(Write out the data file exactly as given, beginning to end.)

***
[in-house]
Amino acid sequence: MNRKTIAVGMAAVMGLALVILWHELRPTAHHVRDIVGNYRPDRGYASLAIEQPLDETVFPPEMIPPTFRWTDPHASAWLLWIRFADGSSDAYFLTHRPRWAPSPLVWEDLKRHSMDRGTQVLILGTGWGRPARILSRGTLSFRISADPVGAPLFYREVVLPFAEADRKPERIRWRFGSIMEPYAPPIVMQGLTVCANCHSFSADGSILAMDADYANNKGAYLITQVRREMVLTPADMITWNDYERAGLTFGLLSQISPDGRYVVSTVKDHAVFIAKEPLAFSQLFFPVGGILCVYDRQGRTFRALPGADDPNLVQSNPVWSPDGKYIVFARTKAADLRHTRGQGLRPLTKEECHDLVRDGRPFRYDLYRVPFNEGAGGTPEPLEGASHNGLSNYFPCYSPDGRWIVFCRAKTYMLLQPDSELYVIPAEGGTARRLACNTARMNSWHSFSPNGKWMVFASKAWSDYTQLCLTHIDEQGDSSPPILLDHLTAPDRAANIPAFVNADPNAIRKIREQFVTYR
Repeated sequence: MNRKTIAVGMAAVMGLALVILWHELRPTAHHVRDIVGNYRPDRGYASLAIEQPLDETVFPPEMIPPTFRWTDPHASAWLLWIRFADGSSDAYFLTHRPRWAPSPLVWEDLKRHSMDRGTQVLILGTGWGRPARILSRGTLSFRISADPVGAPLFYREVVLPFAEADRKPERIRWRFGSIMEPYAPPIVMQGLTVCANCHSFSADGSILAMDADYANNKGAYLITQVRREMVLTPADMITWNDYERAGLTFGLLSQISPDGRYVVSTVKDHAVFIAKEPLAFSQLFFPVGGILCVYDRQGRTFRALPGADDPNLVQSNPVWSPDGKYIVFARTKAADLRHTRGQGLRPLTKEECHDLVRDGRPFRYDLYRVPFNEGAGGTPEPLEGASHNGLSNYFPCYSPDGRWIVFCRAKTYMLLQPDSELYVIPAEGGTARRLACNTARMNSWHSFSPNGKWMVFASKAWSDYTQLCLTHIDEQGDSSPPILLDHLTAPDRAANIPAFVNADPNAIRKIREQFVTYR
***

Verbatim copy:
[in-house]
Amino acid sequence: MNRKTIAVGMAAVMGLALVILWHELRPTAHHVRDIVGNYRPDRGYASLAIEQPLDETVFPPEMIPPTFRWTDPHASAWLLWIRFADGSSDAYFLTHRPRWAPSPLVWEDLKRHSMDRGTQVLILGTGWGRPARILSRGTLSFRISADPVGAPLFYREVVLPFAEADRKPERIRWRFGSIMEPYAPPIVMQGLTVCANCHSFSADGSILAMDADYANNKGAYLITQVRREMVLTPADMITWNDYERAGLTFGLLSQISPDGRYVVSTVKDHAVFIAKEPLAFSQLFFPVGGILCVYDRQGRTFRALPGADDPNLVQSNPVWSPDGKYIVFARTKAADLRHTRGQGLRPLTKEECHDLVRDGRPFRYDLYRVPFNEGAGGTPEPLEGASHNGLSNYFPCYSPDGRWIVFCRAKTYMLLQPDSELYVIPAEGGTARRLACNTARMNSWHSFSPNGKWMVFASKAWSDYTQLCLTHIDEQGDSSPPILLDHLTAPDRAANIPAFVNADPNAIRKIREQFVTYR
Repeated sequence: MNRKTIAVGMAAVMGLALVILWHELRPTAHHVRDIVGNYRPDRGYASLAIEQPLDETVFPPEMIPPTFRWTDPHASAWLLWIRFADGSSDAYFLTHRPRWAPSPLVWEDLKRHSMDRGTQVLILGTGWGRPARILSRGTLSFRISADPVGAPLFYREVVLPFAEADRKPERIRWRFGSIMEPYAPPIVMQGLTVCANCHSFSADGSILAMDADYANNKGAYLITQVRREMVLTPADMITWNDYERAGLTFGLLSQISPDGRYVVSTVKDHAVFIAKEPLAFSQLFFPVGGILCVYDRQGRTFRALPGADDPNLVQSNPVWSPDGKYIVFARTKAADLRHTRGQGLRPLTKEECHDLVRDGRPFRYDLYRVPFNEGAGGTPEPLEGASHNGLSNYFPCYSPDGRWIVFCRAKTYMLLQPDSELYVIPAEGGTARRLACNTARMNSWHSFSPNGKWMVFASKAWSDYTQLCLTHIDEQGDSSPPILLDHLTAPDRAANIPAFVNADPNAIRKIREQFVTYR